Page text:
Bethany Nowviskie

what do girls dig?

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Has data-mining in the humanities emerged as a gentleman’s sport? Two and a half conversations about gender, language, and the “Digging into Data Challenge.”

(Make sure to click “load more” at the bottom of the Storify narrative to find my real commentary.)

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eternal september of the digital humanities

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Here’s where I am. It’s nearly Hallowe’en, and kids have settled into school routines. I have little ones in my own house and big ones in the Scholars’ Lab — the youngest of whom are newly, this year, exactly half my age. Other kids are dead, and it’s still bothering me a good deal. Mornings in Virginia feel cold now, and acorns are everywhere underfoot. We’re tracking leaves inside.

It’s a melancholy way to begin a post, but it situates us.

It’s October 2010 in the social scene of the digital humanities, and (yes, I’m feeling wry) our gathering swallows Twitter in the skies.

I tweet a lot. It’s a mixture — the writing and the reading — of shallow, smart, and sweet. I answer lots of email, too, lots of messages from strangers asking questions. We’re doing a good job, my team, and people are asking how. I stuck my neck out on a thing or two, and people are asking why, or for more. This fall, I worked with friends to launch a website that I’m proud of — which is for strangers, asking questions. I’ve stopped answering to the phone.

There’s a bit of a joke around the SLab, about the degree to which the boss-lady is not service-oriented. It’s funny (as they say), because it’s true. But it’s only true insofar as I let it be — and most local colleagues realize that I put on this persona consciously, as a useful corrective or (at least) a countering provocation to that strong and puzzling tendency I have noted as a scholar come to work in libraries: the degree to which the most beautiful quality of librarianship — that it is a service vocation — becomes the thing that makes the faculty, on the whole, value us so little. Service as servile. The staffer, the alternate academic, the librarian, the non-tenure-track digital humanist, as intellectual partner? Not so long as we indulge our innate helpfulness too much. And not so long as we are hesitant to assert our own, personal research agendas — the very things that, to some of us once expected to join the professoriate, felt too self-indulgent to be borne.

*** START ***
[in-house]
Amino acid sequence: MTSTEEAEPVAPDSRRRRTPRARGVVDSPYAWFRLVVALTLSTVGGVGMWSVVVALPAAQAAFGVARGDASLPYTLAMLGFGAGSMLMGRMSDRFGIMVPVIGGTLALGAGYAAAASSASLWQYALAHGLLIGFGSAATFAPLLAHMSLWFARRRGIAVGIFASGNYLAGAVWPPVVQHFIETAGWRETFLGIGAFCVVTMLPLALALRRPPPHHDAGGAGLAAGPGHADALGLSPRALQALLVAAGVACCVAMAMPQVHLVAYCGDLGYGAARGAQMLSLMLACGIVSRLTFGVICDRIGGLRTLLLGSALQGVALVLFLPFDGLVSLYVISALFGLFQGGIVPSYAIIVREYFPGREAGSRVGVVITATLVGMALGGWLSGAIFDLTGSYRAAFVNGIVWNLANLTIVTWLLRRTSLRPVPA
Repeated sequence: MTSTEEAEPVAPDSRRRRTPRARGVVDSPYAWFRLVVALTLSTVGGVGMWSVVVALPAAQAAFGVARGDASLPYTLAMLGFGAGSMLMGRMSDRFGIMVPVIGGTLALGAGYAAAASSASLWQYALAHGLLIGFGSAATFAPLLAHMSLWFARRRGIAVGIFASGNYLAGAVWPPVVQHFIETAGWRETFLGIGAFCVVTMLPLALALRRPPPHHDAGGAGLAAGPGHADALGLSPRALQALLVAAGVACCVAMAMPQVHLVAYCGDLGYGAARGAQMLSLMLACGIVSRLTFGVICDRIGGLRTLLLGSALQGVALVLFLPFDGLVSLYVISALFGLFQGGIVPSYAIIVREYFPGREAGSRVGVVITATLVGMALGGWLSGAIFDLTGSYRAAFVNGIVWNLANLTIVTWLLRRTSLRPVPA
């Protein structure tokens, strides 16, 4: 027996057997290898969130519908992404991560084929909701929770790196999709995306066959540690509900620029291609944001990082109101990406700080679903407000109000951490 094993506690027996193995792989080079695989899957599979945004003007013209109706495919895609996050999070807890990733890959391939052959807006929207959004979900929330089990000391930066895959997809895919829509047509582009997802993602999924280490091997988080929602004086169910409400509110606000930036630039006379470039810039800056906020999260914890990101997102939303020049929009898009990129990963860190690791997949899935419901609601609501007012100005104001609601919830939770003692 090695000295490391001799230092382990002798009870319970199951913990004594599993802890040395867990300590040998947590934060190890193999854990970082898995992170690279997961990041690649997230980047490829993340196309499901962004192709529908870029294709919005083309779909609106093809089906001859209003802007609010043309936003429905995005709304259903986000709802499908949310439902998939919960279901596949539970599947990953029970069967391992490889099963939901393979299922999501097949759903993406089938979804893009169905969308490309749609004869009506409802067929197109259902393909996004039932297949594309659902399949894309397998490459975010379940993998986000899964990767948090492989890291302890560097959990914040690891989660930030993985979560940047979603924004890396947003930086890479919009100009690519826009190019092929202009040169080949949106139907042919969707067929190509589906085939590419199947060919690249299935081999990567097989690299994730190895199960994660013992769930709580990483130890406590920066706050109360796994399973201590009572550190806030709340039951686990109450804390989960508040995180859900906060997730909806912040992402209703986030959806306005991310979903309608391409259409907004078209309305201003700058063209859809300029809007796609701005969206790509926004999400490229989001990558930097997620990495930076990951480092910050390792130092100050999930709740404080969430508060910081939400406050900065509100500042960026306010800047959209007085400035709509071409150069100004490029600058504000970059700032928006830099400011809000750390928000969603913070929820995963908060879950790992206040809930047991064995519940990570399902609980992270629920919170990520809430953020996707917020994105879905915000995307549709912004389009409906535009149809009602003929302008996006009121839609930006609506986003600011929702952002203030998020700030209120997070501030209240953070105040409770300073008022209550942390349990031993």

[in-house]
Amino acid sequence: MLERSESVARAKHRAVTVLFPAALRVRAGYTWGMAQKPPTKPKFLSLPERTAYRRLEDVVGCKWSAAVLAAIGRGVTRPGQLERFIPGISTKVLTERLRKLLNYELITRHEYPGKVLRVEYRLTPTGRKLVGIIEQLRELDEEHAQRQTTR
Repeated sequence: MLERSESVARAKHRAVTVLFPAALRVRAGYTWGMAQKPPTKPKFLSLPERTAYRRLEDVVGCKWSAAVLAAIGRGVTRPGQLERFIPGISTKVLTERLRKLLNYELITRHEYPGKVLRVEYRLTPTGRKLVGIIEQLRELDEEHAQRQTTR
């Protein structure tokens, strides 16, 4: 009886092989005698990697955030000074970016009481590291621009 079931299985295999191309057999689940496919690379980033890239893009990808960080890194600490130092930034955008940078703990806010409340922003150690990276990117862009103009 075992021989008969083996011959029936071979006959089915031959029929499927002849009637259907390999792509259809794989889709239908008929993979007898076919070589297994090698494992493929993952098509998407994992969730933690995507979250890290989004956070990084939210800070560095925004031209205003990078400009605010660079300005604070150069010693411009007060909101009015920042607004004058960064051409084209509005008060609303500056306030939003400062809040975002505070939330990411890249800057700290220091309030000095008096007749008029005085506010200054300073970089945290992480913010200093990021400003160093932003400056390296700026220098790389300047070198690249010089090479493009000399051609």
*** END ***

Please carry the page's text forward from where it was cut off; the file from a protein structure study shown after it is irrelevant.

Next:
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uninvited guests: regarding twitter at invitation-only academic events

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[Subsequently published in Hacking the Academy.]

Over the past several years, I have been privileged both to attend and to help plan a number of invitation-only conferences, institutes, and symposia related to my field, the digital humanities. I use the word “privileged” not because of the exclusivity of these events, but because I know from personal experience how very hard their organizers work to set conditions leading to meaningful experiences and outcomes.

In recent weeks, I’ve attended two private events — UVa’s Shape of Things to Come conference, on scholarly editing and matters of sustainability (#uvashape), and the Re:Enlightenment Exchange (#reenx), a set of dialogues hosted by NYU and the New York Public Library. On Wednesday, I’m heading to another invitation-only gathering, Playing with Technology in History (hashtag TBD: #pastplay?), and we’re gearing up at my shop, the Scholars’ Lab, to host a second round of our NEH-funded training program, the Institute for Enabling Geospatial Scholarship (#geoinst) — by application only; deadline long passed. I’m also helping to organize the 8th annual meeting of the Mellon-supported Scholarly Communication Institute this summer (#sci8-to-be).

Most likely, you’re not on our guest list. Read the rest of this entry »

Creative Commons License This site uses a heavily modified version of Bryan Helmig's Magatheme. Work at http://nowviskie.org by Bethany Nowviskie is always CC-BY. Want to know why? The falling letters are by Wayne Graham. He kindly made them to replace a set I designed in Flash in the late 1990s and had in place for more than 17 years. Not a bad run! Ave atque vale.